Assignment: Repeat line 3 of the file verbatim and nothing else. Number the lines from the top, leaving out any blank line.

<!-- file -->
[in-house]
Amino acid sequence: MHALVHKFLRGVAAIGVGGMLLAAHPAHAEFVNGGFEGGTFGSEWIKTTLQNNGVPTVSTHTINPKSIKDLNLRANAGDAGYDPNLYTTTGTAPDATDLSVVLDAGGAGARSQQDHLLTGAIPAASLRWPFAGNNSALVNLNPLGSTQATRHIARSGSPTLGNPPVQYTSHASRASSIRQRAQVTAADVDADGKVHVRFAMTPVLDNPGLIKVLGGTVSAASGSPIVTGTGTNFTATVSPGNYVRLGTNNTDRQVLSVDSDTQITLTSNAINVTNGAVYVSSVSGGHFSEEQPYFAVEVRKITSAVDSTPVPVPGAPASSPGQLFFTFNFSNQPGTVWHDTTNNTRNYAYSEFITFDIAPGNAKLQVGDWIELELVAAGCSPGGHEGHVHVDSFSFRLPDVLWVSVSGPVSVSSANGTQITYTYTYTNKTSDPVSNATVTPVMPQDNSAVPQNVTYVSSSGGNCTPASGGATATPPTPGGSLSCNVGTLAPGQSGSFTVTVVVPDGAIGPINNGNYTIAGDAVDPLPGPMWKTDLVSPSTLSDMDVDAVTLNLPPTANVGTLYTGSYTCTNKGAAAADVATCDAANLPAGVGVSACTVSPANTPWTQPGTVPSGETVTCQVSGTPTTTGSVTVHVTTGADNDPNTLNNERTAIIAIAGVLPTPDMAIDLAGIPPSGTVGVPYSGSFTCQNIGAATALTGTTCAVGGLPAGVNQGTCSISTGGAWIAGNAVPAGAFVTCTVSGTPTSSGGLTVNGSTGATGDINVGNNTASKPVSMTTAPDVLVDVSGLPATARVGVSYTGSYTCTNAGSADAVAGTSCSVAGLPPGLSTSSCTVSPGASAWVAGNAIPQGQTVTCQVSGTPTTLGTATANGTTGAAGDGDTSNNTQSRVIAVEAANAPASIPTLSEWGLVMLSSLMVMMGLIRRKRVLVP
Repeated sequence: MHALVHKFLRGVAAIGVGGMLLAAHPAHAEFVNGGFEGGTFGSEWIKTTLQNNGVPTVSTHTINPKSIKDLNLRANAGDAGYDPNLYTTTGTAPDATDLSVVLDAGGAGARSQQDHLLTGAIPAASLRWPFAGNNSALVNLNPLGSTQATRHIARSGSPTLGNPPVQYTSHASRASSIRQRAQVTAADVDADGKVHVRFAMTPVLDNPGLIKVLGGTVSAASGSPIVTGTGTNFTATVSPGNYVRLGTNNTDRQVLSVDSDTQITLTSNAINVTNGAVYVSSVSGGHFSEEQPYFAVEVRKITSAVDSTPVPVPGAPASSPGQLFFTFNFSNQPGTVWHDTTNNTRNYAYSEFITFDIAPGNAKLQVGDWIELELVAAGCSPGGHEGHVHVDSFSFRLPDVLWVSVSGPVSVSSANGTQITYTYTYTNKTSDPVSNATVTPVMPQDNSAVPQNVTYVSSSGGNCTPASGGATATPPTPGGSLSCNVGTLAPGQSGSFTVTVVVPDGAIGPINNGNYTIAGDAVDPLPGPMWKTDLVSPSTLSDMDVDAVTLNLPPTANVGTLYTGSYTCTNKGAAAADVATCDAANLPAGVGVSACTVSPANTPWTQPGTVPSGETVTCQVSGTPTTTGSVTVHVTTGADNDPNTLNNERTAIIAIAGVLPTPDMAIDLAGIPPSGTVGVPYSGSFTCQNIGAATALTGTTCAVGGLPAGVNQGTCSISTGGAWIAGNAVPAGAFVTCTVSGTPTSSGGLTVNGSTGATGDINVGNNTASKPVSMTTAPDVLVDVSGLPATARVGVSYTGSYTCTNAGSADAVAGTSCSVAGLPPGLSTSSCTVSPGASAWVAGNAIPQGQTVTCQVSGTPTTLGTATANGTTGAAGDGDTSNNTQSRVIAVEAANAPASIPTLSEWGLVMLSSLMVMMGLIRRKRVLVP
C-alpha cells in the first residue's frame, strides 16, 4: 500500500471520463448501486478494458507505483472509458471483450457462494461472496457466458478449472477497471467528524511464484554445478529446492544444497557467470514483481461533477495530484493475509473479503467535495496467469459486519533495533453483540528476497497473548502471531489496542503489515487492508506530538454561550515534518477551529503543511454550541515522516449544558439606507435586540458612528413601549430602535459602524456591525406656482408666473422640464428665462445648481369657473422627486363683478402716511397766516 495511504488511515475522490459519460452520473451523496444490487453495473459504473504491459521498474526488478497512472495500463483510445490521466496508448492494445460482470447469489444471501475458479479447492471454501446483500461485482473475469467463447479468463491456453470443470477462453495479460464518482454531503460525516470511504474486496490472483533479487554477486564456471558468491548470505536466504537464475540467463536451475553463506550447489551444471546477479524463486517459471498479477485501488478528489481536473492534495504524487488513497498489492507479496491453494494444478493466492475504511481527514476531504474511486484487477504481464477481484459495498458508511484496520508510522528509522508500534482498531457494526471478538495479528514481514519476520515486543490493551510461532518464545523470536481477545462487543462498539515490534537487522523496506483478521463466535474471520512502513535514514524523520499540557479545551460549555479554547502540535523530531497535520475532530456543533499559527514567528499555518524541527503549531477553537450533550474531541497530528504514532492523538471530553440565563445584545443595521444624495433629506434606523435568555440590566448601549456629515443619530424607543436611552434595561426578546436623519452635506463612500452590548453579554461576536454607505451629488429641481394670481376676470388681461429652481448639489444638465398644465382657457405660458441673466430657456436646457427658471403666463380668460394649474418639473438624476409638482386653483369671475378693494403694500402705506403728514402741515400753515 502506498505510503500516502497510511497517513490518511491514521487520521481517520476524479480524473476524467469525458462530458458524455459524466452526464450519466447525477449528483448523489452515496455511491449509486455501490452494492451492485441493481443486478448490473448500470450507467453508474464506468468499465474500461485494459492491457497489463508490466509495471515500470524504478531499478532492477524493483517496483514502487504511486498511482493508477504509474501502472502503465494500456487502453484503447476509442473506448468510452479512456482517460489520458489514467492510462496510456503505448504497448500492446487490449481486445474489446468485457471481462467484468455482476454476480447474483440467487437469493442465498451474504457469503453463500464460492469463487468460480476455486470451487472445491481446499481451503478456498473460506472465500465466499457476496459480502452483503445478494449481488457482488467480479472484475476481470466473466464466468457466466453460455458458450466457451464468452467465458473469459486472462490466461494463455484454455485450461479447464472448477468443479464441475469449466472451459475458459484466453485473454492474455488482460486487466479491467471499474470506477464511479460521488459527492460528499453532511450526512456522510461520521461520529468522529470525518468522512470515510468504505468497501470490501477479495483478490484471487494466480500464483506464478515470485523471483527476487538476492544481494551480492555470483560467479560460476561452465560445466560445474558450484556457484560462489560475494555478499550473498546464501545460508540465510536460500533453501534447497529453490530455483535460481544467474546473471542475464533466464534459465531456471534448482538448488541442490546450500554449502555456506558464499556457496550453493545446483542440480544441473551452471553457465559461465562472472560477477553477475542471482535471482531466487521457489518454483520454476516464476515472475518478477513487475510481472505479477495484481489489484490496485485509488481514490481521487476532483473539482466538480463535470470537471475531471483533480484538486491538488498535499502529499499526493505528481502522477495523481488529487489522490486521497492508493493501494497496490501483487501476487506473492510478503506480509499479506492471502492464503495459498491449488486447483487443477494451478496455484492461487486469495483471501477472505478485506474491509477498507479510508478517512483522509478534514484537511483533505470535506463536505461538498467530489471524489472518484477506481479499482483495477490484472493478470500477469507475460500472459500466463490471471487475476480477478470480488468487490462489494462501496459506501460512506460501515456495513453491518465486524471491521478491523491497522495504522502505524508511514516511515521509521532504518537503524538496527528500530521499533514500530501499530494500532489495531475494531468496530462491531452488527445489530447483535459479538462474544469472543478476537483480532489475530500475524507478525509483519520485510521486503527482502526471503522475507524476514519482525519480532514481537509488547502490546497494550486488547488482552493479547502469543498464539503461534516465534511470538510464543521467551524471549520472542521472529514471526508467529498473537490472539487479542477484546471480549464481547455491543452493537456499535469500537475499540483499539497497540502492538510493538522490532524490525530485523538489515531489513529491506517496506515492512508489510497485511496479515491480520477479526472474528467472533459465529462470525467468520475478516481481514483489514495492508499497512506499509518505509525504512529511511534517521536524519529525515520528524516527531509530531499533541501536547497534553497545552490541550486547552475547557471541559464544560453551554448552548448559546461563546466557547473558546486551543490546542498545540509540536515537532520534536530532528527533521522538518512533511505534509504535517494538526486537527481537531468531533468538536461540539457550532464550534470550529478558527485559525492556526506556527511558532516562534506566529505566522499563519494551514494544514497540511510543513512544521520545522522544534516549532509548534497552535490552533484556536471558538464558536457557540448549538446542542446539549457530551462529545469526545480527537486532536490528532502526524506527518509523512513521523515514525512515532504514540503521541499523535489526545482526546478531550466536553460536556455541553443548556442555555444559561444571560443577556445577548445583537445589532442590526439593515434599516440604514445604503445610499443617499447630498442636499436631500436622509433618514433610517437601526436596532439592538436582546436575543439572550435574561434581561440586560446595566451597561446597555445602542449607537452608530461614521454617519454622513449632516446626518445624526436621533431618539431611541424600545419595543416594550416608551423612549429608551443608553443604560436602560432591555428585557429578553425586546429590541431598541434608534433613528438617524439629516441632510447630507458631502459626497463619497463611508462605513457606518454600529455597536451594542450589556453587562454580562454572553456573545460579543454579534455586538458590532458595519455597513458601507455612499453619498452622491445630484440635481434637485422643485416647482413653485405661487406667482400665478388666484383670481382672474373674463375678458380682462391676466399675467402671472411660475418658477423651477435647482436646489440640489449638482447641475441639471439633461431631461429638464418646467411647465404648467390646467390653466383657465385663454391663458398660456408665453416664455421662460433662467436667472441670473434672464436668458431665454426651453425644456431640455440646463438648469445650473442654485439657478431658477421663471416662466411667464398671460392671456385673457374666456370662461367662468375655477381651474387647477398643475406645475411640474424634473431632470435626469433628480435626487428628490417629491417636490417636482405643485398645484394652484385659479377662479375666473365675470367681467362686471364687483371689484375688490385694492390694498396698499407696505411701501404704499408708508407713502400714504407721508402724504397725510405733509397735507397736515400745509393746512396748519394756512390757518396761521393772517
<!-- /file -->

Repeated sequence: MHALVHKFLRGVAAIGVGGMLLAAHPAHAEFVNGGFEGGTFGSEWIKTTLQNNGVPTVSTHTINPKSIKDLNLRANAGDAGYDPNLYTTTGTAPDATDLSVVLDAGGAGARSQQDHLLTGAIPAASLRWPFAGNNSALVNLNPLGSTQATRHIARSGSPTLGNPPVQYTSHASRASSIRQRAQVTAADVDADGKVHVRFAMTPVLDNPGLIKVLGGTVSAASGSPIVTGTGTNFTATVSPGNYVRLGTNNTDRQVLSVDSDTQITLTSNAINVTNGAVYVSSVSGGHFSEEQPYFAVEVRKITSAVDSTPVPVPGAPASSPGQLFFTFNFSNQPGTVWHDTTNNTRNYAYSEFITFDIAPGNAKLQVGDWIELELVAAGCSPGGHEGHVHVDSFSFRLPDVLWVSVSGPVSVSSANGTQITYTYTYTNKTSDPVSNATVTPVMPQDNSAVPQNVTYVSSSGGNCTPASGGATATPPTPGGSLSCNVGTLAPGQSGSFTVTVVVPDGAIGPINNGNYTIAGDAVDPLPGPMWKTDLVSPSTLSDMDVDAVTLNLPPTANVGTLYTGSYTCTNKGAAAADVATCDAANLPAGVGVSACTVSPANTPWTQPGTVPSGETVTCQVSGTPTTTGSVTVHVTTGADNDPNTLNNERTAIIAIAGVLPTPDMAIDLAGIPPSGTVGVPYSGSFTCQNIGAATALTGTTCAVGGLPAGVNQGTCSISTGGAWIAGNAVPAGAFVTCTVSGTPTSSGGLTVNGSTGATGDINVGNNTASKPVSMTTAPDVLVDVSGLPATARVGVSYTGSYTCTNAGSADAVAGTSCSVAGLPPGLSTSSCTVSPGASAWVAGNAIPQGQTVTCQVSGTPTTLGTATANGTTGAAGDGDTSNNTQSRVIAVEAANAPASIPTLSEWGLVMLSSLMVMMGLIRRKRVLVP